Semiotic Labs
Gradient background
  • ai

Indexer Allocation Optimization: Part I

Anirudh A. Patel Anirudh A. Patel


Indexers within The Graph Protocol are rewarded via an indexing reward. How can indexers optimise their allocations so as to maximise the reward they receive? In this blog post we formalise the problem in terms of a reward function and use convex optimization to find a solution.


The Graph’s goal is to decentralize the API and query layer of web3, enabling users to query blockchain data without a centralized service provider. Part of that process is to have people who can serve queries to consumers. These people are called “indexers.” In this blog post, we focus on the problem of how an indexer should choose which data to index, and, thereby, which data to serve. The outline of this blog post is as follows:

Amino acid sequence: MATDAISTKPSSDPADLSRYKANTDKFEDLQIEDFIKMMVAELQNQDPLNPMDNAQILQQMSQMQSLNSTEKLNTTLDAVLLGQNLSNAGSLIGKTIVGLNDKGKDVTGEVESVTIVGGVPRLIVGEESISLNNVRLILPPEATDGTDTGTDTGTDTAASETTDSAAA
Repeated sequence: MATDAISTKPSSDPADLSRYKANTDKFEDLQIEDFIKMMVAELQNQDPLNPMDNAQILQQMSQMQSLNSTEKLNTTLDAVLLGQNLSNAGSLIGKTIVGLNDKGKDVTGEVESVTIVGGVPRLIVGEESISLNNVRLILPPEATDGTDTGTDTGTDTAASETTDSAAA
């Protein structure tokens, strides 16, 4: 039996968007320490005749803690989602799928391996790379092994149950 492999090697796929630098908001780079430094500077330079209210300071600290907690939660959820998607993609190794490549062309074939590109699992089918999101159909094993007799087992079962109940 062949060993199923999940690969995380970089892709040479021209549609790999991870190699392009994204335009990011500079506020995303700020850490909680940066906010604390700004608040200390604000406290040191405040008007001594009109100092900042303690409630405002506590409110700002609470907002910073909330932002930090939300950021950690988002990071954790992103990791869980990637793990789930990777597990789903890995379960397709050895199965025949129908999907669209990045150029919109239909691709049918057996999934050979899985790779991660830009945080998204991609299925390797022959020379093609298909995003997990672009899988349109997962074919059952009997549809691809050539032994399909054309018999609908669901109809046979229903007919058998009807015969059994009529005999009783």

• In the first section, we dive deeper into the allocation problem.
  • Next, we formalise the problem and express it as a primal form convex optimisation problem.
  • Subsequently, we show how to use convex optimisation for finding an optimal solution.
  • Finally, we present some results demonstrating the benefit of our approach by comparing the reward received when manually allocating to the reward received when using the optimal allocation for an existing indexer.

For more details regarding The Graph, indexers, and the other roles present on The Graph, please refer to the excellent blog posts by Brandon Ramirez: Part I and Part II.[3]

Please note that this blog post provides only essential details of the solution. A complete discussion can be found in the associated yellowpaper.[1]

The Indexer Allocation Problem